If a genetic classification system could be developed, patients would not change subgroups as they aged, said Sladek. Genetic data from randomized controlled trials for diabetes treatments also could be analyzed to identify subgroups of patients who respond and who don’t respond to therapy. He pointed to another recent analysis that found five novel clusters of type 2 diabetes genetic loci: two associated with insulin production and processing in pancreatic beta cells and three related to mechanisms of insulin response (PLoS Med 2018;15:e1002654).
Genetic analysis will help scientists find genes, proteins, or cellular processes to target, said Sladek. Researchers also need to find a genetic or blood test that determines whether an individual patient will respond to that therapy or not, he added.
While further classifying genetic features of diabetes could be helpful in categorizing patients, “it’s only part of the answer,” stressed Loren Wissner Greene, MD, MA, an endocrinologist and clinical professor of medicine at NYU Langone Health in New York City. Autoantibodies, particularly GADA status, are also important in understanding patients’ treatment needs, she noted.
The Journey to Personalized Care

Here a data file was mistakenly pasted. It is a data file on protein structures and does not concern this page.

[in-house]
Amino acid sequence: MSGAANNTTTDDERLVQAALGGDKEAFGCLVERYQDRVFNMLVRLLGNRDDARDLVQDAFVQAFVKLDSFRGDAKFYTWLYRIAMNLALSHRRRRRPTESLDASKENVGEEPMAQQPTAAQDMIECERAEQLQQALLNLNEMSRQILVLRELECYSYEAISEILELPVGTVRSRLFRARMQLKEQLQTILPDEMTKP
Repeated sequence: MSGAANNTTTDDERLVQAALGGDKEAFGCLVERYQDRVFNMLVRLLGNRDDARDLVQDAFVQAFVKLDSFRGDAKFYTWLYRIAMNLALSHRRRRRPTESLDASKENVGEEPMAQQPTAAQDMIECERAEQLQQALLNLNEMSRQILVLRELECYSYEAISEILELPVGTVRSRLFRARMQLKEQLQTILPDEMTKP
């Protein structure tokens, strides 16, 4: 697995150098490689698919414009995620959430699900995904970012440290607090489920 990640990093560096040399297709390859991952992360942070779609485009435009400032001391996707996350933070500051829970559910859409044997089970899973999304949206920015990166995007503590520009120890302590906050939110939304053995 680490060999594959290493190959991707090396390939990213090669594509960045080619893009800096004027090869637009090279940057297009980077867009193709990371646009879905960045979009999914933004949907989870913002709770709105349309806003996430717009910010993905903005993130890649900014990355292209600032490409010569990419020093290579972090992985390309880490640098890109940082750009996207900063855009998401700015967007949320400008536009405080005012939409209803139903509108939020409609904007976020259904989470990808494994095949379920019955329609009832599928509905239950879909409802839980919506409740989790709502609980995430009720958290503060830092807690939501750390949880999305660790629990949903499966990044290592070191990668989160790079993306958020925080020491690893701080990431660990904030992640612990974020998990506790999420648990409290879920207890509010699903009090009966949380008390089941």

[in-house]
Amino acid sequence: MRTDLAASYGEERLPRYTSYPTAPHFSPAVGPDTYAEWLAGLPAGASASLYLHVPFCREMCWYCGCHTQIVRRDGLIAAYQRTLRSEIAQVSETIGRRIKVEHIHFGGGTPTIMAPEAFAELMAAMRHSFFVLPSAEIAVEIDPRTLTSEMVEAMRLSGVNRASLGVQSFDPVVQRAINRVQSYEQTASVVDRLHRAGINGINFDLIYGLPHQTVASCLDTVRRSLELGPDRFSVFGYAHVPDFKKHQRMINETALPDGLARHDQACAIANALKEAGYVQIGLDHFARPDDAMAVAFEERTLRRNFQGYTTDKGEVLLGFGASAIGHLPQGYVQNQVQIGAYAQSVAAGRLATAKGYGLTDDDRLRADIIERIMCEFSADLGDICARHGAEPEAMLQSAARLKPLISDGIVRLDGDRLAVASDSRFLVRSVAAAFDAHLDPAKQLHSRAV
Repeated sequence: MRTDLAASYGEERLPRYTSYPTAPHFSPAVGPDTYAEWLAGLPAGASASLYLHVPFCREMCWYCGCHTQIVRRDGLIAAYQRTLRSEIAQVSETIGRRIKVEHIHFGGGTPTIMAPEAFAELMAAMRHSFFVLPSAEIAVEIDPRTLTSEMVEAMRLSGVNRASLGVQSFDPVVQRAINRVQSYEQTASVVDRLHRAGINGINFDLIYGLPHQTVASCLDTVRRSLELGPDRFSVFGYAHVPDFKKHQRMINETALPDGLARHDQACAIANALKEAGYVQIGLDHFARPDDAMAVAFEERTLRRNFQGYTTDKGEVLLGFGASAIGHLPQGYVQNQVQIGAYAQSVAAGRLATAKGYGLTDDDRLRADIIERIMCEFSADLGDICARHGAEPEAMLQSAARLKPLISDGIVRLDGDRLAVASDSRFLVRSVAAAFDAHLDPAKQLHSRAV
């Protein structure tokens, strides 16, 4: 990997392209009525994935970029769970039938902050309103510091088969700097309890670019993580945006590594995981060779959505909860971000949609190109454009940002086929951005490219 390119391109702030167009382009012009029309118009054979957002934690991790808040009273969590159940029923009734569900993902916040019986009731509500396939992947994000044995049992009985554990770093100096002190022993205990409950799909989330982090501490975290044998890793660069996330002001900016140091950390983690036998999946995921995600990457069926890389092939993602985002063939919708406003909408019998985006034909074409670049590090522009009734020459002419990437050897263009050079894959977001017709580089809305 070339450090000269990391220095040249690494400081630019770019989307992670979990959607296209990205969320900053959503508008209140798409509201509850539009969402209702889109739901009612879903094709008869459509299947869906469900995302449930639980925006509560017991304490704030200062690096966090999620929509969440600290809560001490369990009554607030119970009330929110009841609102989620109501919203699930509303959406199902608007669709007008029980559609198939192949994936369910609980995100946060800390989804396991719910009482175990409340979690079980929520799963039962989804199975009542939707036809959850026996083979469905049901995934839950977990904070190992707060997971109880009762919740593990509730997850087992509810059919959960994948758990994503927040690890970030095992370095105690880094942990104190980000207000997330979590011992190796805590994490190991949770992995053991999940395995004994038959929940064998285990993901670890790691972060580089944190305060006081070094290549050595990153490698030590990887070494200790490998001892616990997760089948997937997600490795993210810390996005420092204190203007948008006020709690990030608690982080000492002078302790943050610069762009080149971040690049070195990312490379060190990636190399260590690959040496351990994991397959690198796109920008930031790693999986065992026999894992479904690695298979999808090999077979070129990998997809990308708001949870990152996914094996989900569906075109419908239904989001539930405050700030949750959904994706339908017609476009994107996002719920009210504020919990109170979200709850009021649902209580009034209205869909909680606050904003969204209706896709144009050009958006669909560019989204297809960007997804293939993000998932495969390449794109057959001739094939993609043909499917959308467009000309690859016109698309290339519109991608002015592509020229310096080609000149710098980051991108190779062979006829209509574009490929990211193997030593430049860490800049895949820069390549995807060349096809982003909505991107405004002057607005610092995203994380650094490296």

As intriguing as Groop’s and other researchers’ proposed classifications might be, they will require considerably more vetting to advance into use clinically, cautioned Andrew Ahmann, MD, a professor of medicine and director of the Harold Schnitzer Diabetes Health Center at Oregon Health and Science University in Portland. One challenge with reclassifying diabetes is that none of the new systems are anywhere near universally accepted, he said. They also don’t yet meet the test of clinical practicality for the physicians caring for these millions of patients.
Although the Swedish researchers evaluated six relatively simple variables, using them in clinical practice would be much more complicated and require a new laboratory approach and clinical interpretation for diagnosis, added Ahmann. “We do not routinely obtain all of the tests used to characterize the proposed clusters,” he said.
Because Groop and his colleagues evaluated a mostly white Scandinavian group of patients, research data need to be replicated in other populations, said Lee. If validated, then clinicians would need to consider whether baseline fasting glucose and fasting insulin, as well as other study measures, need to be adopted, she said. Groop agreed with the need to validate his team’s model in more diverse populations. He and his colleagues are planning to launch more extensive diabetes classification research in populations in India, China, and Mexico.
Ultimately, the Swedish analysis and others to come will, according to Ahmann, “eventually lead to precision medicine approaches that will make a difference, particularly as technology matures.”
Heather Lindsey is a freelance medical writer in Maplewood, New Jersey. +Email: firstname.lastname@example.org